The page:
The arts centre known as the Salford Guggenheim for its innovative gleaming structure and one of the few millennium projects to win widespread approval was named building of the year yesterday.
Judges lavished praise on the Lowry Centre in Manchester as "a joy to see and fun to go in to" when it was unveiled as the winner at a ceremony in London.
In an apparently pointed reference to recent white elephants such as the Dome and the wobbly Millennium Bridge in London, the Royal Fine Art Commission Trust said the building's success was in contrast to some "better known in the South".
The centre was one of a series of buildings to win a prize from the trust, considered one of architecture's leading awards. Other winning structures included a school drama centre and a bus shelter.
The £106m Lowry, a glass and steel confection named after the "matchstick man" artist L S Lowry and built in the once derelict area of Salford Quays, has attracted a million visitors since it opened in April last year some 250,000 more than forecast.
It is already considered a leading British arts centre, although not everything has been plain sailing. At the official opening, the Queen was handed a bouquet containing a cannabis plant.
Announcing the award, Lord St John of Fawsley, chairman of the trust, said: "The building, unlike some in the South which may be better known, is user friendly, welcoming and bright.
"When we visited the centre it was thronged with young people not only eager to learn about Manchester's greatest artist but also to enlarge their knowledge and appreciation of modern art."
The shimmering edifice has two theatres, contemporary art exhibitions, shops and restaurants. It looks out over the Manchester Ship Canal.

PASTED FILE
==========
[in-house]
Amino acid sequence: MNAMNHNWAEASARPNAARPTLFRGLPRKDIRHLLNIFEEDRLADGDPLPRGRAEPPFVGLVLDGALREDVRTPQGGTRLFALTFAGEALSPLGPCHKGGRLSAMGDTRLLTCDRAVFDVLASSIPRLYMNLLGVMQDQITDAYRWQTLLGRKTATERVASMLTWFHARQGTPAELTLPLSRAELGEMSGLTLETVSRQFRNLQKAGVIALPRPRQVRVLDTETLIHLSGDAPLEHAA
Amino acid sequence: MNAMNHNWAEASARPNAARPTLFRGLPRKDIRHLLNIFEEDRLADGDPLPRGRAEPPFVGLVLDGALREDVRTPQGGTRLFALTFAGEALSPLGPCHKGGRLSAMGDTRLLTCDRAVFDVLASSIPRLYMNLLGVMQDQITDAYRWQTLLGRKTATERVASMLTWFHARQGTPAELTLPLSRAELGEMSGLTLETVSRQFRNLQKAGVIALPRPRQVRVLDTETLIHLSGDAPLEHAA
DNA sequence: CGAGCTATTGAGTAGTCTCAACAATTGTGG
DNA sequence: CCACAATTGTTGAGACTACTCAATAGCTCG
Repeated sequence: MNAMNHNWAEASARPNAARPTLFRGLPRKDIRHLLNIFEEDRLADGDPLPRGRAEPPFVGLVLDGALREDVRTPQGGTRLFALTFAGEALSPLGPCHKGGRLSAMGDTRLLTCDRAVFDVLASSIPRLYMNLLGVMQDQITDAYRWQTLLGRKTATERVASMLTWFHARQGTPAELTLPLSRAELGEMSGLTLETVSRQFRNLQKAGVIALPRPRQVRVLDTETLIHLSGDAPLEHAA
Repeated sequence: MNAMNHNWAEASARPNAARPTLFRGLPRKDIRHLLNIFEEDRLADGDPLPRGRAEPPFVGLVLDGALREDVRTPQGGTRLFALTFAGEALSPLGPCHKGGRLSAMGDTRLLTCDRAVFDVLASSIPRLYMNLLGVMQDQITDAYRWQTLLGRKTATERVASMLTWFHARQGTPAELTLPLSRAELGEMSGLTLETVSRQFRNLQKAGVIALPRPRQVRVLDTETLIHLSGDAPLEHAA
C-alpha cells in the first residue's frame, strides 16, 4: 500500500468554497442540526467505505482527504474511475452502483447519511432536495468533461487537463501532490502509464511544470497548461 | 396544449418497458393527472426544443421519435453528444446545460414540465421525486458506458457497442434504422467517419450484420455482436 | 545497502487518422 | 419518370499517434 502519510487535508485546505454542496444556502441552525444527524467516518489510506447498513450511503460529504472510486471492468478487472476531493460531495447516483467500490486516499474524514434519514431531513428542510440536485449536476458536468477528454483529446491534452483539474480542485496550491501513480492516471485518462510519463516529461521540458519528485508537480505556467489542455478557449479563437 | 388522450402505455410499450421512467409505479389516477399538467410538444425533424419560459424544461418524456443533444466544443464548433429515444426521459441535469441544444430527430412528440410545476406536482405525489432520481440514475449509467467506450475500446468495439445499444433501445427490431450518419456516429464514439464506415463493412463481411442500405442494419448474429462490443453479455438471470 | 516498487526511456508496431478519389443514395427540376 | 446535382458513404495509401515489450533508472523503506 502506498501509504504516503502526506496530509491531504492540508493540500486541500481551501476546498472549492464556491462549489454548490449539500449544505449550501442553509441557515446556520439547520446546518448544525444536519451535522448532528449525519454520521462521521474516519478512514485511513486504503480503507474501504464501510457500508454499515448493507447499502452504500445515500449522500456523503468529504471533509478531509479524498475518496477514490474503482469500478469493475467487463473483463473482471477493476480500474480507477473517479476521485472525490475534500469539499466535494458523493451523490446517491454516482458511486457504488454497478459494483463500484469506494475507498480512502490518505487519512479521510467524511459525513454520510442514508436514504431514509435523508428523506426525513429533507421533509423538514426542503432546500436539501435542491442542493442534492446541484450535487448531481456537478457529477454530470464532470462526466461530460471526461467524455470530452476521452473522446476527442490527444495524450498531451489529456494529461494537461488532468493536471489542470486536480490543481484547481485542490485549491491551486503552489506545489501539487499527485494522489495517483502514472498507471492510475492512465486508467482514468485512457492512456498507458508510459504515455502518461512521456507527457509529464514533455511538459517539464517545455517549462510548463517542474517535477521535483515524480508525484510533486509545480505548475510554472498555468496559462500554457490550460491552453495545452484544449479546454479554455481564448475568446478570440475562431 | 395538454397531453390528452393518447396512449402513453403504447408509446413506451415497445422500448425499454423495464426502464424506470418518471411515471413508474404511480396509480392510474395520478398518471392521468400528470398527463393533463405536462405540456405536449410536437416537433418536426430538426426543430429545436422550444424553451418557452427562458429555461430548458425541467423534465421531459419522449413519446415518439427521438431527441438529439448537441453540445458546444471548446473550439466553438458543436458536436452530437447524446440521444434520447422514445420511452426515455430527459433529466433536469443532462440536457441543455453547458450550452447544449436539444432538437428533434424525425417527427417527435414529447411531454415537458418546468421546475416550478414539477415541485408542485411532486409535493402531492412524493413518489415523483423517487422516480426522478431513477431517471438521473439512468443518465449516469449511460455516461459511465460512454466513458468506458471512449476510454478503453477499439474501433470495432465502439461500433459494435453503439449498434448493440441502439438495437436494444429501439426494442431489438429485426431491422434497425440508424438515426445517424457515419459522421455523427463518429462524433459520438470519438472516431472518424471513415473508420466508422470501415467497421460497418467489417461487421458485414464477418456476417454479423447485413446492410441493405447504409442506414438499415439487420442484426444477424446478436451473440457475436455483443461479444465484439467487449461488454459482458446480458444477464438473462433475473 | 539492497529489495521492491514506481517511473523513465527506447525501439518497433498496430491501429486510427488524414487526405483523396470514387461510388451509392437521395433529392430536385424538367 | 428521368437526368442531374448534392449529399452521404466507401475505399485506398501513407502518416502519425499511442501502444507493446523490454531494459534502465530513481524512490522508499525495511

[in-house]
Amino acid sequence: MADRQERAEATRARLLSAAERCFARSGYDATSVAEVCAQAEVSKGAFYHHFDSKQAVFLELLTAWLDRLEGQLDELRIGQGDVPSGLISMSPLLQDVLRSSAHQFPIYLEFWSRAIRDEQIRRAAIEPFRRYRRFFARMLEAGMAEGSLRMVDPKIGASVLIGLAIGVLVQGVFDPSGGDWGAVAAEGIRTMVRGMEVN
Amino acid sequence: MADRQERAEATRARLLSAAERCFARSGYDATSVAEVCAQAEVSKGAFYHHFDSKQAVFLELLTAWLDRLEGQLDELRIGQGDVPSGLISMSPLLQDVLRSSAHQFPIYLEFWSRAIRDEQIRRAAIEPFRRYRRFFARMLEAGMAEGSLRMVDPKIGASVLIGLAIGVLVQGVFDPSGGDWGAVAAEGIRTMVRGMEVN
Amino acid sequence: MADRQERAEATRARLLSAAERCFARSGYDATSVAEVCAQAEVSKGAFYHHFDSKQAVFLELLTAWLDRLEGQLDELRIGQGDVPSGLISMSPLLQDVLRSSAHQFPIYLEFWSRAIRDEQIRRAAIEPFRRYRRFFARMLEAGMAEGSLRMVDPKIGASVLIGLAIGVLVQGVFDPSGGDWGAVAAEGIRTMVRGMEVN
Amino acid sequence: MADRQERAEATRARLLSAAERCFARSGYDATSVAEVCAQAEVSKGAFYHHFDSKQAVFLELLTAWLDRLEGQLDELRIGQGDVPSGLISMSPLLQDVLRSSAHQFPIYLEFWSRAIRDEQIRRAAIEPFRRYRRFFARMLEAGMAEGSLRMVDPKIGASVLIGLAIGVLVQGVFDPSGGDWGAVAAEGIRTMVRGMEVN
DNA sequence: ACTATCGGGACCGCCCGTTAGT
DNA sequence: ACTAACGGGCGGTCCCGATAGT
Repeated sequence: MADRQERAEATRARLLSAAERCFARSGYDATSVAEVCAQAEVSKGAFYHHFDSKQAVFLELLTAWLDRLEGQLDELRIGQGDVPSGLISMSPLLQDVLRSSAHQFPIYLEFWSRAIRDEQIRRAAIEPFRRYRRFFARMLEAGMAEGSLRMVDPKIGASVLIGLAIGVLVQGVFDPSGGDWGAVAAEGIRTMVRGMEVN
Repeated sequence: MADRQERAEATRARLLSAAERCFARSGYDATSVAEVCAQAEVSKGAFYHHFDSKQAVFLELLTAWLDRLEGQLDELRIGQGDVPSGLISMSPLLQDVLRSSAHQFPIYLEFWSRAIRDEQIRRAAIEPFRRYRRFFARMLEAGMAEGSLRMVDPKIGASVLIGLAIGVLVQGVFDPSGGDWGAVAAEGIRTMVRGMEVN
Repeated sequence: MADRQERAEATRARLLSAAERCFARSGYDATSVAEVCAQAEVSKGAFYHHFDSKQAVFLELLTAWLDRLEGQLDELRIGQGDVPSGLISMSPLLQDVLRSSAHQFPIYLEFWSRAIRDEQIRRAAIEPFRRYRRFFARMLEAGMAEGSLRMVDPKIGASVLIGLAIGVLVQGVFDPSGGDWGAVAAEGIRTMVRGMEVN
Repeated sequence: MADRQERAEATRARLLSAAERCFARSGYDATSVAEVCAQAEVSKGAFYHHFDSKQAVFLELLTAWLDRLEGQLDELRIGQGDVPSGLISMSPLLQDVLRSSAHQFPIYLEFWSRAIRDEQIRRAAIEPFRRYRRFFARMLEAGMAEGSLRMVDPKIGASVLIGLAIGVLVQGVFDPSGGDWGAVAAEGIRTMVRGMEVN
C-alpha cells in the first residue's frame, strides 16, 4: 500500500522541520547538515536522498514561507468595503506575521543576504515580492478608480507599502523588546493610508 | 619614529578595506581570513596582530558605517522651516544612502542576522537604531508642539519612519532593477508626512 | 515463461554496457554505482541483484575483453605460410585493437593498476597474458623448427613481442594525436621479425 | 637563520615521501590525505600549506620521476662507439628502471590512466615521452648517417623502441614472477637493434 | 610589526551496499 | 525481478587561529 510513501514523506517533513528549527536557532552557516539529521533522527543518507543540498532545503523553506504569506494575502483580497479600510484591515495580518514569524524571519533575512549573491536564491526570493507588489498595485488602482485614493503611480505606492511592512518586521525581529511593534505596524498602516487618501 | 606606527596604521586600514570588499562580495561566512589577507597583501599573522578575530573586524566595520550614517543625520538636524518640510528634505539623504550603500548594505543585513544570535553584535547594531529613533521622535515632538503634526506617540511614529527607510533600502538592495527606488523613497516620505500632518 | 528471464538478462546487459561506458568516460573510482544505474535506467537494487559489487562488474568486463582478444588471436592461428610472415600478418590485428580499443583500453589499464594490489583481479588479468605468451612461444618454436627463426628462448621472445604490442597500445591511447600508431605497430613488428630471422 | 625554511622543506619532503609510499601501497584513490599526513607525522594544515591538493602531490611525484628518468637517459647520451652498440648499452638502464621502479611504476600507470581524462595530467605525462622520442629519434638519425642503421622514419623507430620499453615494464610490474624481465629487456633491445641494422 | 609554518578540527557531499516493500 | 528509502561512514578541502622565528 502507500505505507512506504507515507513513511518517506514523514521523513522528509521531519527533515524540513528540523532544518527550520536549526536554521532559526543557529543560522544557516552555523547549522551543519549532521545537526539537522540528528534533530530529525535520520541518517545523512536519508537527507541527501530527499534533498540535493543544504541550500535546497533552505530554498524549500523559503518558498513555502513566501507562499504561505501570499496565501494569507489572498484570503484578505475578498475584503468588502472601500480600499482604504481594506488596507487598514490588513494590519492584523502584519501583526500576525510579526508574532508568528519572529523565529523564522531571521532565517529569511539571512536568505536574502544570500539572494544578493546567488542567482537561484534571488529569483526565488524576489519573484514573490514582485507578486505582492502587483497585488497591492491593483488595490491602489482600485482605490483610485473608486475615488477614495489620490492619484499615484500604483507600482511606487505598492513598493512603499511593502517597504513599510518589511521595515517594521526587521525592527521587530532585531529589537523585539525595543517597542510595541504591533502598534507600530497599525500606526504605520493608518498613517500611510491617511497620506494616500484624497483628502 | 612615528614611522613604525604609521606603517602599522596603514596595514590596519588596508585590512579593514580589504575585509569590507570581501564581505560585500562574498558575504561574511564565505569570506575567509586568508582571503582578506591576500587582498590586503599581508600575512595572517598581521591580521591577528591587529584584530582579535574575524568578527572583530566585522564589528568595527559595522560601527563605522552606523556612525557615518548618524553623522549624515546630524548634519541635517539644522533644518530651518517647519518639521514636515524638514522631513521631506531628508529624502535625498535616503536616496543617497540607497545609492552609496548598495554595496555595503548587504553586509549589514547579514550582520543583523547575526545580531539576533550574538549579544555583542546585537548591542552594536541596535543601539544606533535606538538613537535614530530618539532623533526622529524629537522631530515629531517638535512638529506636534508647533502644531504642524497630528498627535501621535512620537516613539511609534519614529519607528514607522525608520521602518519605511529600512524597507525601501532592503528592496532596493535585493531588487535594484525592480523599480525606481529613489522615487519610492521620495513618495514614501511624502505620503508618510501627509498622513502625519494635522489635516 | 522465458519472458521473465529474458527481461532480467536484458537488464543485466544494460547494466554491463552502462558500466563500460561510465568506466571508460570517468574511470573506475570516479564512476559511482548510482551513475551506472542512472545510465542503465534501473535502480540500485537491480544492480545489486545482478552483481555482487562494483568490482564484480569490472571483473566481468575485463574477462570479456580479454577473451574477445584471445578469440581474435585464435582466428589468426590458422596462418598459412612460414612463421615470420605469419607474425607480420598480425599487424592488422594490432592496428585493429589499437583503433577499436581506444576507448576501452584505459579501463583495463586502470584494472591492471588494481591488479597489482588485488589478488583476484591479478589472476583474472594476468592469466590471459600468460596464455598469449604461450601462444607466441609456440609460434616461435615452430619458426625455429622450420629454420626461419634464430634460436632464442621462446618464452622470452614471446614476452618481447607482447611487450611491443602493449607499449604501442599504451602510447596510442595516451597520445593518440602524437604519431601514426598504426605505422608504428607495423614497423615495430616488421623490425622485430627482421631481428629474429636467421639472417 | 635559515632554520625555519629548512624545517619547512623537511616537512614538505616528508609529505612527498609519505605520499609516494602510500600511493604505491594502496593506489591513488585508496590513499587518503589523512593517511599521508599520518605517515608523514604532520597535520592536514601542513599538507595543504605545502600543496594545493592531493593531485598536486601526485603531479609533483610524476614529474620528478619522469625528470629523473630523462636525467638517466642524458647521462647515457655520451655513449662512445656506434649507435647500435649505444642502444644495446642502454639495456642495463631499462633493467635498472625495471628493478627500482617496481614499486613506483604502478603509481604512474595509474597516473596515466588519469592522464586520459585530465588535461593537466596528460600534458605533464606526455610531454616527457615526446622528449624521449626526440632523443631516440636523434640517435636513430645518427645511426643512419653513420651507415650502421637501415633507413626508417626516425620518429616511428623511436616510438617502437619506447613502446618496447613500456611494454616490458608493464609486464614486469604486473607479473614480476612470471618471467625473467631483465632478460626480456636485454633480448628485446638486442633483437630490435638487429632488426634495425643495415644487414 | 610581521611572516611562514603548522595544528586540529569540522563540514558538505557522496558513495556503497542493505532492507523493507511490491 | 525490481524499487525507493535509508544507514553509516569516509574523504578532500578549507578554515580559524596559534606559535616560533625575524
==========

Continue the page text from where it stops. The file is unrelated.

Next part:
Its architects, the London-based Michael Wilford & Partners whose other projects have included the new British embassy in Berlin, said they were delighted with the award. Russ Devington, a director who worked on the centre, said: "We are very pleased that it is one of those millennium projects that has received virtually no criticism.
"We effectively had a blank canvas the site was completely derelict so we wanted something that would be both functional and a landmark. It is tremendous that the public appear to agree."
Among the other architectural projects honoured by the trust was the National Portrait Gallery Extension for the best gallery and the Somerset House courtyard in central London as best public space.
The refurbished Art Deco Daily Express building on Fleet Street was named the best restoration while the UK headquarters of Canon in Reigate, Surrey, was the best office.
The last laugh went to the £50,000 poetry bus shelter on a business park in Edinburgh. Passengers waiting for a bus can read poems sandwiched into the structure.Reuse content